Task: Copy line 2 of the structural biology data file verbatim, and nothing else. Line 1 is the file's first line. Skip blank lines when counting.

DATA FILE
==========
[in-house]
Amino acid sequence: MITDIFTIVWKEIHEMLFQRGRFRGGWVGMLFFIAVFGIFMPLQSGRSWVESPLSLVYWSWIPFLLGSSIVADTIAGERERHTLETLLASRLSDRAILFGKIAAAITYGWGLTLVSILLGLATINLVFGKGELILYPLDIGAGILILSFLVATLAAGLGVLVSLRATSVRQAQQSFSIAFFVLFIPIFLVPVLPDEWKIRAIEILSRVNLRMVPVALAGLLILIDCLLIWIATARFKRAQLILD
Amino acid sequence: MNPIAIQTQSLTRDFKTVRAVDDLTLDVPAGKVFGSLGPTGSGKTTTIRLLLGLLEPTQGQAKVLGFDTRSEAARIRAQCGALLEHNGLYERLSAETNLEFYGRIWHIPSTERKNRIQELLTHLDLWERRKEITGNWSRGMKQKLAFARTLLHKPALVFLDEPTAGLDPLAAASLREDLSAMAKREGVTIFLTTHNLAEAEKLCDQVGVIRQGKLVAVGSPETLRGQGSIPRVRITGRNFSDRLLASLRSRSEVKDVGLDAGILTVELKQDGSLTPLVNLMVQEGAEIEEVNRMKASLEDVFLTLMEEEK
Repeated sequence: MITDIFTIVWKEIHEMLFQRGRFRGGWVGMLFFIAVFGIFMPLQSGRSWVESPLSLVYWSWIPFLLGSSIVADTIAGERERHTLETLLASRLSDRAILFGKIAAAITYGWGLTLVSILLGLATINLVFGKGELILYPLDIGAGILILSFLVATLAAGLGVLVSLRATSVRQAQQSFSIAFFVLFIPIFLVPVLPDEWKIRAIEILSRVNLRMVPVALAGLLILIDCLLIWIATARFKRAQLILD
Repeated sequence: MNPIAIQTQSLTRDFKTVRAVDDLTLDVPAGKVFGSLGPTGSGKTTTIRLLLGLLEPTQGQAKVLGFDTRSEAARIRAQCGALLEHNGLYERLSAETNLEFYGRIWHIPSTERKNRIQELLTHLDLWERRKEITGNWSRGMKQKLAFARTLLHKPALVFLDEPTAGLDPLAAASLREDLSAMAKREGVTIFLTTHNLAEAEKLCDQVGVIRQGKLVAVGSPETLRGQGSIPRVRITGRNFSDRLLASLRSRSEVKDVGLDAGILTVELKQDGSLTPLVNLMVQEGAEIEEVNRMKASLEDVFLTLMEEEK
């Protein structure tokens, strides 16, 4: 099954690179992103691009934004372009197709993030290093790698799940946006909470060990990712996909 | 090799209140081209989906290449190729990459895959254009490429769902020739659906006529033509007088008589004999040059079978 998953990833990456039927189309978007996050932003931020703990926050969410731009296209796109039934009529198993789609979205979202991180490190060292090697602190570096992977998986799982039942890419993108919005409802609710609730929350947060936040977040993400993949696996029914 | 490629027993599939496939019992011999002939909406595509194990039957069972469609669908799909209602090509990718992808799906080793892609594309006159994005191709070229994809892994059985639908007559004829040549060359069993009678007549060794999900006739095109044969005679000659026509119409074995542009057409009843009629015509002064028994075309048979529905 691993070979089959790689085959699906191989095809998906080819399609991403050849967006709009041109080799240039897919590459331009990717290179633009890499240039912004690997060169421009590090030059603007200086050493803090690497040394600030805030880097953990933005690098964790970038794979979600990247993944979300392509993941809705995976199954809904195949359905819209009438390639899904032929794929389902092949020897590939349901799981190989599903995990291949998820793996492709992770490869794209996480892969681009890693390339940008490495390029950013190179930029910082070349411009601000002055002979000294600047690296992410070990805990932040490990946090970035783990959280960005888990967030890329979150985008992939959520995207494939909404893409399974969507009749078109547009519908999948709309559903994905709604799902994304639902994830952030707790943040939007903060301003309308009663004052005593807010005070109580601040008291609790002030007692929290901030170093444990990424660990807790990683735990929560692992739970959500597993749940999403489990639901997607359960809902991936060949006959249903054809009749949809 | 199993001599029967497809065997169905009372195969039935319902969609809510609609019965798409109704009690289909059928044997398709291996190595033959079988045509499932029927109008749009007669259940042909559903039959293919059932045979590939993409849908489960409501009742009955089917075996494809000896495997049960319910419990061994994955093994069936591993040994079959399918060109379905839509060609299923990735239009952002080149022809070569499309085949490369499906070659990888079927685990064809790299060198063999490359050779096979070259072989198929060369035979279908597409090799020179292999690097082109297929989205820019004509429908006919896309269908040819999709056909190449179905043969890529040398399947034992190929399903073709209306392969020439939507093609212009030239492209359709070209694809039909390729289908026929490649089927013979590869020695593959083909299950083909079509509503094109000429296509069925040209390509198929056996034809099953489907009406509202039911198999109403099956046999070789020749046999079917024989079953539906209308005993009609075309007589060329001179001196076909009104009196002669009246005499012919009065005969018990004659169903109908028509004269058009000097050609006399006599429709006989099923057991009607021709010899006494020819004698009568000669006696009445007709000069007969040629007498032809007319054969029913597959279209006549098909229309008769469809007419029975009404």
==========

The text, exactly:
Amino acid sequence: MITDIFTIVWKEIHEMLFQRGRFRGGWVGMLFFIAVFGIFMPLQSGRSWVESPLSLVYWSWIPFLLGSSIVADTIAGERERHTLETLLASRLSDRAILFGKIAAAITYGWGLTLVSILLGLATINLVFGKGELILYPLDIGAGILILSFLVATLAAGLGVLVSLRATSVRQAQQSFSIAFFVLFIPIFLVPVLPDEWKIRAIEILSRVNLRMVPVALAGLLILIDCLLIWIATARFKRAQLILD